Other drugs: Benicar has made a big difference. I use it only at low doses, 20mg or 40mg. It helps balance vitamin D. The higher doses seem potentially dangerous to me.
Mepron: It is hard to know if the Babesia infection is active, but a 2 month course of this agent, along with Zithromax seemed reasonable. I asked about recurrent flu like symptoms and got a positive response. I think it helped.
Wobenzym-N: Has been effective in reducing pain.
Questran (Cholestyramine): Has been effective with improvements in cognitive dysfunction.
Gluten free diet: She never got stool test for gluten sensitivity from Enterolab. She tried this diet on an empiric basis. This has made a huge difference in her symptoms.
She has required pain medications during the treatment, but she is beginning to taper off.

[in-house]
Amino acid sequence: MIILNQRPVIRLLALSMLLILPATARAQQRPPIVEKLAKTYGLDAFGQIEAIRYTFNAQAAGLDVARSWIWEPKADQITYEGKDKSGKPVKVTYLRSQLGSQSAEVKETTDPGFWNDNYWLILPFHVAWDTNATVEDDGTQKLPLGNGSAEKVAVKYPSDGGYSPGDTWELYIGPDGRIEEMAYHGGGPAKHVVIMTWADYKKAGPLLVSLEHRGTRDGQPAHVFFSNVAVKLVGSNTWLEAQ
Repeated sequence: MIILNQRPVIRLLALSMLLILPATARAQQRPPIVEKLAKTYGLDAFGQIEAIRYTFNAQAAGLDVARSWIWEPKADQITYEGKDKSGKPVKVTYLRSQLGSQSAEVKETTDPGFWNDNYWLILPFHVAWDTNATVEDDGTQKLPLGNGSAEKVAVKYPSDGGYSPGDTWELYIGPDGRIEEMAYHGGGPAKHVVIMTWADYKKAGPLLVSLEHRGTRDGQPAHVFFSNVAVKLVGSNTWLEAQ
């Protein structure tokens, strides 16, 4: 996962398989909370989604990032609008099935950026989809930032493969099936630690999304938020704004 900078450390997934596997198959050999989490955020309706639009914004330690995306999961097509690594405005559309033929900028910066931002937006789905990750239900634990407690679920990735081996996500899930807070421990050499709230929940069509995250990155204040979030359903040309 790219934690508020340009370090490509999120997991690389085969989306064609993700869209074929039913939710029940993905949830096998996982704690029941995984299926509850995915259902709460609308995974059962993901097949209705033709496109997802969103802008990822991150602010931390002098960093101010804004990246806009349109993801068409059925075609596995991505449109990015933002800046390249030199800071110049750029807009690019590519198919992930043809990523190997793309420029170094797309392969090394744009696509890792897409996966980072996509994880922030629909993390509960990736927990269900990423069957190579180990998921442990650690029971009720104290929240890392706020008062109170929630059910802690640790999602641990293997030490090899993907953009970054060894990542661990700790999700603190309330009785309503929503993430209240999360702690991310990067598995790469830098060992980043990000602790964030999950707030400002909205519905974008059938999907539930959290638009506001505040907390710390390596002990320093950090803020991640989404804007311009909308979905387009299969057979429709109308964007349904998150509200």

Key Points: Fibromyalgia. Lyme, Babesia and CPN infection. Vitamin D dysregulation. Gluten sensitivity. Treatment as outlined above effective over a period of two years.
Thursday, June 12, 2008
She was 24 years old. She already had a history of polyneuropathy, pleurisy, pericarditis, tranverse myelitis, migraines, possible seizure disorder, mysterious movement disorder, gallbladder disease requiring surgical removal and a host of other mysterious complaints. When I first met her she complained of vertigo, numbness of hands, face and the lower one half of her body, headaches and joint pain. Subsequently other complaints emerged including profound fatigue and cognitive deficits. She experienced "brain fog" as well as memory loss and slow cognitive processing. Her initial labs showed positive exposure to Babesia microti, but a negative standard Lyme Western Blot.